NUIG academic receives Mayo Clinic award for contributions to medicine

NUIG academic receives Mayo Clinic award for contributions to medicine

Professor Timothy O’Brien from NUI Galway has received the prestigious Mayo Clinic award for his contributions to the field of medicine.

The Mayo Clinic in Rochester, Minnesota is a world renowned non-profit medical centre which combines patient treatment with education and groundbreaking research.

Before his time at NUI Galway Professor O’Brien worked there as an endocrinologist and a professor at its College of Medicine.

The Mayo Clinic Award was established by its Board of Trustees in 1981 to acknowledge and show appreciation for exceptional contributions of alumni to the field of medicine.

Professor O’ Brien is an internationally recognised clinician-scientist with expertise in regenerative medicine applied to the treatment of diabetes complications.

His research has had a huge influence on Irish doctors and scientists, and his ties to the Mayo Clinic have allowed trainees from NUIG and Galway University Hospitals to spend time studying there, and vice versa.

He is also a director of the Regenerative Medicine Institute at NUI Galway, lead endocrinologist at Saolta University Health Care Group and co-director of CÚRAM, the medical devices research centre at NUIG.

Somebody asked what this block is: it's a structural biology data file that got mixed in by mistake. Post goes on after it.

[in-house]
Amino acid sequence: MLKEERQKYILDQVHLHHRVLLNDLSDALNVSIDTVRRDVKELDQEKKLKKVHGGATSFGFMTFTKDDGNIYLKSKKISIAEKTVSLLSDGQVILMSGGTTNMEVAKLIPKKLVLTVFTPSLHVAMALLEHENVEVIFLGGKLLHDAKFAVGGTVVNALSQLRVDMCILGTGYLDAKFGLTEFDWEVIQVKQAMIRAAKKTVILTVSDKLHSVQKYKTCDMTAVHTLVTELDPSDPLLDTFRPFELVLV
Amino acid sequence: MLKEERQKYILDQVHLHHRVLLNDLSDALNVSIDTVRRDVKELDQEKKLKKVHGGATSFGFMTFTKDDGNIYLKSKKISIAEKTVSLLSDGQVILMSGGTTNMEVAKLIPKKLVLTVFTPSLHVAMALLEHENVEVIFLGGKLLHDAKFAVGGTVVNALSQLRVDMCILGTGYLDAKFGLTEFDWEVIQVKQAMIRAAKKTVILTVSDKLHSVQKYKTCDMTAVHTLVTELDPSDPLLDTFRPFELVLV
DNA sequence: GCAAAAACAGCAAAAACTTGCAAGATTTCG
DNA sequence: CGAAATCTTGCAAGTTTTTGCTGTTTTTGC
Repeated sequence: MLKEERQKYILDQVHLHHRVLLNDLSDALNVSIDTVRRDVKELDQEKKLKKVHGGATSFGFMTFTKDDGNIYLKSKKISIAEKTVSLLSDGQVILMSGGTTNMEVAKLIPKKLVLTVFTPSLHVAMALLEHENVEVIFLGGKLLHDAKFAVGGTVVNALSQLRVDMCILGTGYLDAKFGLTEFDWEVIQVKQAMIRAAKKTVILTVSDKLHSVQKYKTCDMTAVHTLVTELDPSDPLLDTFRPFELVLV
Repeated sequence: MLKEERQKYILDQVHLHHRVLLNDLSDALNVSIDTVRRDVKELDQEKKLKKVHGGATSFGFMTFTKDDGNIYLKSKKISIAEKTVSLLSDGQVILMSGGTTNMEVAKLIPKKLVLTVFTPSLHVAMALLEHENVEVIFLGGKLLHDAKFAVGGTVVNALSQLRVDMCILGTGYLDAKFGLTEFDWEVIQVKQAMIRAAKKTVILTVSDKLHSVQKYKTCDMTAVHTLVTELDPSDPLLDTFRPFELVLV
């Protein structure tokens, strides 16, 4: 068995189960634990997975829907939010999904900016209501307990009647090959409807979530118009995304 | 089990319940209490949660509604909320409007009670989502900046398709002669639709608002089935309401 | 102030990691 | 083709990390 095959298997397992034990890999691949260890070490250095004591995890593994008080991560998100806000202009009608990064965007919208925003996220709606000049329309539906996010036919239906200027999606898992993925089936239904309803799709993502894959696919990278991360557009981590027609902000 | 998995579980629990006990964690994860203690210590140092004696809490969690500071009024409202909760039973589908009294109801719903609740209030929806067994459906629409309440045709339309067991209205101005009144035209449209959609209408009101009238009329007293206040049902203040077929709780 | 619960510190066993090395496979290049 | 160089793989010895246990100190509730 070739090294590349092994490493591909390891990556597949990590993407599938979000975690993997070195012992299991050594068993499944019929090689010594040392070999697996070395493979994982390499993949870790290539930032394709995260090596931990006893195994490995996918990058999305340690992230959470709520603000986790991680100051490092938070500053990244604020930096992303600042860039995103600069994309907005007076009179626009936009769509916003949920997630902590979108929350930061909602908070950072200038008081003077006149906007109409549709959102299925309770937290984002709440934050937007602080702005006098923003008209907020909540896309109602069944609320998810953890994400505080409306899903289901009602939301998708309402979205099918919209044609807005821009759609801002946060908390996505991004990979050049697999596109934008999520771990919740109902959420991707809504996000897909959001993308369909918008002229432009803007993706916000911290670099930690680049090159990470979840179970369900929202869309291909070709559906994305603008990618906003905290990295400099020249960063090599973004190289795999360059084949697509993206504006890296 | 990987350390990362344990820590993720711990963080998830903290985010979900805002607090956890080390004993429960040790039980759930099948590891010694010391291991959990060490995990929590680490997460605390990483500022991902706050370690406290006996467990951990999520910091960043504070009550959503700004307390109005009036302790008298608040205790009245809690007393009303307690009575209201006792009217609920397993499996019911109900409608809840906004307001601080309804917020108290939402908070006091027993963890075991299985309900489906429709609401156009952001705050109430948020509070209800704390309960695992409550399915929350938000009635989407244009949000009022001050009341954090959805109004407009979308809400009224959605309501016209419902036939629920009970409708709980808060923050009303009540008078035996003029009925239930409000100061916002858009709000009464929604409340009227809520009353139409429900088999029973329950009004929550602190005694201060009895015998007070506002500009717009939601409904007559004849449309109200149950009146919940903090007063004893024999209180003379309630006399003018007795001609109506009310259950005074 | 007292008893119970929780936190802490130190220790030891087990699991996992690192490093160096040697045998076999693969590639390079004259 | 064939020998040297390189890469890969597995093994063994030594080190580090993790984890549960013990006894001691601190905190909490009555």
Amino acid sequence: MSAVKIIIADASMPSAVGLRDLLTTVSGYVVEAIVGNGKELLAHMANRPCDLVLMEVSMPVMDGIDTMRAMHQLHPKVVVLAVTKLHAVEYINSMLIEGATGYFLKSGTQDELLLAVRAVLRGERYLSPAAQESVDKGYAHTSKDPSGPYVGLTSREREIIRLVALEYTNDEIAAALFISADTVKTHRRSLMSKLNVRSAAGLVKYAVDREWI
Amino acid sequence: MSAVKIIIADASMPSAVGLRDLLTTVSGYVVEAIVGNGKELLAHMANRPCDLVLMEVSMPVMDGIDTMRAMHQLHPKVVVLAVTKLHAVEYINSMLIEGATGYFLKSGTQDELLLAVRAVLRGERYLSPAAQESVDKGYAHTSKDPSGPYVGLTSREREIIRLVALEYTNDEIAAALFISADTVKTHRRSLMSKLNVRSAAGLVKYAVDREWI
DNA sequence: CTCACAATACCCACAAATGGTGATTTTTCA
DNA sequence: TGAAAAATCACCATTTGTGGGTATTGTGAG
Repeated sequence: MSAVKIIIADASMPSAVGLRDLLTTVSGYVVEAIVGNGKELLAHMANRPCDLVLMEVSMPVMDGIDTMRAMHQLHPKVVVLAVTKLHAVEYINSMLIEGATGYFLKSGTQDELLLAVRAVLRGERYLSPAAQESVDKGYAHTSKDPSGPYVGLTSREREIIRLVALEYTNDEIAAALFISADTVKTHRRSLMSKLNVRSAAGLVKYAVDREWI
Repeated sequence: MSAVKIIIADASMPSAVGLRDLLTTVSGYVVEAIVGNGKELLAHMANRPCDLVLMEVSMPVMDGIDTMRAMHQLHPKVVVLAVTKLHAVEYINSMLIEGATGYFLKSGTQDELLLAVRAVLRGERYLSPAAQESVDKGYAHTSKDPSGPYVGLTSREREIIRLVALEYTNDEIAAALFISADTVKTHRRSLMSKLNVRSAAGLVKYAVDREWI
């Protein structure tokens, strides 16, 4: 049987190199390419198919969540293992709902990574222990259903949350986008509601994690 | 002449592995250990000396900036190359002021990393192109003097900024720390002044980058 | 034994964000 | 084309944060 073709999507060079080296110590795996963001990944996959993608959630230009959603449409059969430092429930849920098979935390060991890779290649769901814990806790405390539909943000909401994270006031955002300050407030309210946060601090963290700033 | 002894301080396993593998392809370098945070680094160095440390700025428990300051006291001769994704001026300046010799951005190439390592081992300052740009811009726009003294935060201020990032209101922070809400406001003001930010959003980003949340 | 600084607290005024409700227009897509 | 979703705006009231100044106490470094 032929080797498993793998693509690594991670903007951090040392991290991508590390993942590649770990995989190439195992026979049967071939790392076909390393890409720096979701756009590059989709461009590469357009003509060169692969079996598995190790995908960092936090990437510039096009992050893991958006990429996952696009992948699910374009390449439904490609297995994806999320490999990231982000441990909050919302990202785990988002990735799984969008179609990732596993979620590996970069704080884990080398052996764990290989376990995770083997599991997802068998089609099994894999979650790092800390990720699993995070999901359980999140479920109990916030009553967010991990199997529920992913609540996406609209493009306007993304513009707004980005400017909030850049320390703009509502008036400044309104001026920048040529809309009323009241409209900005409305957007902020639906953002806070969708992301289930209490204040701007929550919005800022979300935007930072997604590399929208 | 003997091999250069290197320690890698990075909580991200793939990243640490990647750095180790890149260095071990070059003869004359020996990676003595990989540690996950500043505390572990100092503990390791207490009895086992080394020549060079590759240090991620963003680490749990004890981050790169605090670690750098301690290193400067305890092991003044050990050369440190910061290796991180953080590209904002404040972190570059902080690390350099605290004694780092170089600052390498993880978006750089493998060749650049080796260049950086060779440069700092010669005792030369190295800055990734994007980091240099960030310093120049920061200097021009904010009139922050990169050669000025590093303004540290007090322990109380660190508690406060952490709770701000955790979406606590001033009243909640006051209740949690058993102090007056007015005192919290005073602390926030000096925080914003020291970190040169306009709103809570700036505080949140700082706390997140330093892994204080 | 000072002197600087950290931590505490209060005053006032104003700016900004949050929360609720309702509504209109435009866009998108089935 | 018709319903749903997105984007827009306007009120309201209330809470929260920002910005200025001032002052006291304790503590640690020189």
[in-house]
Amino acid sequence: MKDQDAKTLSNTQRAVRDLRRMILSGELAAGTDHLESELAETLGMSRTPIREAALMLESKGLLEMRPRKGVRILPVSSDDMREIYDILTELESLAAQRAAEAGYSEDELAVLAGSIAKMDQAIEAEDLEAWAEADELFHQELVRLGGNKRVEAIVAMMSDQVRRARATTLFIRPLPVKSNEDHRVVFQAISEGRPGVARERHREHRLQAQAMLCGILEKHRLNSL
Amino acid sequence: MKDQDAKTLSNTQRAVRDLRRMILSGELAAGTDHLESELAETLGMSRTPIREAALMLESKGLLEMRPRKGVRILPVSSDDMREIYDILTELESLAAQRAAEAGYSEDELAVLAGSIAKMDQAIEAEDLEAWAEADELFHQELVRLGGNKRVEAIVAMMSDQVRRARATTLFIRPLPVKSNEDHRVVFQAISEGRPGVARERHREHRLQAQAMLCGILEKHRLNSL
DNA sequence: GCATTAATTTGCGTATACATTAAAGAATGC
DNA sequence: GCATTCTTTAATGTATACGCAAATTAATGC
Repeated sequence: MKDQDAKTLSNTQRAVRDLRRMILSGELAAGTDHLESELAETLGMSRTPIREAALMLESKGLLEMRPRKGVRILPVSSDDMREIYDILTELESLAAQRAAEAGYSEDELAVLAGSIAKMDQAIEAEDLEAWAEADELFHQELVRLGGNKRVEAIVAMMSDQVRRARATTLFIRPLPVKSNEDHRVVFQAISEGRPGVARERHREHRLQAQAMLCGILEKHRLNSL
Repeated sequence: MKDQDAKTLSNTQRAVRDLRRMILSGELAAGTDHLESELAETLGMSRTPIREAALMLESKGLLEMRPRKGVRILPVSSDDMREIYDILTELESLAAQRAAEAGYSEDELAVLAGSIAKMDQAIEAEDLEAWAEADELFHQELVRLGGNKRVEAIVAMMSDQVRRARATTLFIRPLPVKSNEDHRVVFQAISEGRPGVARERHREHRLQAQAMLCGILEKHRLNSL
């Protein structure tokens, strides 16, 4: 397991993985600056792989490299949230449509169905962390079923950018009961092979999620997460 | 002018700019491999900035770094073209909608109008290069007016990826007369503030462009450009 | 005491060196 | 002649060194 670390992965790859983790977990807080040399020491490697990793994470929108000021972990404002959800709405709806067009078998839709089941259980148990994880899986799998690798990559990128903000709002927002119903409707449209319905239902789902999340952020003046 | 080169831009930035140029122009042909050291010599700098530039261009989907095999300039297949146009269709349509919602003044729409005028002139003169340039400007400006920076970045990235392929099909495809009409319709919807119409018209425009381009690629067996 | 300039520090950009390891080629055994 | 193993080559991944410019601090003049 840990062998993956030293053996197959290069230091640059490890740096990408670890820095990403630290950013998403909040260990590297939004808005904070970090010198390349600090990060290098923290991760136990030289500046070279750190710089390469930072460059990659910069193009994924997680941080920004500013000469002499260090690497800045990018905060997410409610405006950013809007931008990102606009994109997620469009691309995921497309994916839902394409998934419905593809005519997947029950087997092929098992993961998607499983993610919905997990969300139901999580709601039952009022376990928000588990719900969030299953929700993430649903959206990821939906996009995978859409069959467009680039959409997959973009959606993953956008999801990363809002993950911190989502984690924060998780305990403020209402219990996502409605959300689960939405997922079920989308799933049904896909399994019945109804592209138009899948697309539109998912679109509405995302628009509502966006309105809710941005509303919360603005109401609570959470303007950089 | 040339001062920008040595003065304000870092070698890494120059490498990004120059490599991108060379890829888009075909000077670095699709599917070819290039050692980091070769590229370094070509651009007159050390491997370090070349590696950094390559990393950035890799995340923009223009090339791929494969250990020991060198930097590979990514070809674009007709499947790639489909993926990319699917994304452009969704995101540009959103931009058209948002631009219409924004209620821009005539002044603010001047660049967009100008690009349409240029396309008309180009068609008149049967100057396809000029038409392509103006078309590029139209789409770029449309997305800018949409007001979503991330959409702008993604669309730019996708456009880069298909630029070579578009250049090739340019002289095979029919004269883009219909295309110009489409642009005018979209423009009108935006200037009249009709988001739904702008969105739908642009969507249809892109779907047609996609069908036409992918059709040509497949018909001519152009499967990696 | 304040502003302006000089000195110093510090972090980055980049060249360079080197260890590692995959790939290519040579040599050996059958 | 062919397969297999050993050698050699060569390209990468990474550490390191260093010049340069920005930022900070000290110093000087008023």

Research aside, Prof O’Brien keeps active in clinical practice and teaching, treating patients in the fields of internal medicine, diabetes, endocrinology and metabolism, and teaching at the School of Medicine.

He established a Bariatric Medicine Clinic in Galway University Hospitals, one of only two such centres in Ireland, and was twice awarded the Pat McHugh Medal for Best Consultant Teacher.

During his time at the Mayo Clinic Professor O’Brien established one of the first gene therapy laboratories there and published internationally recognised studies exploring the role of nitric oxide synthase in modulating the vascular endothelium.

His scientific contributions at NUIG have included first-in-man studies of mesenchymal stem cell-derived regenerative medicine therapies for diabetes complications.

He has also contributed extensively to the thriving economy for medtech startups in Galway by collaborating with up and coming companies through his research.

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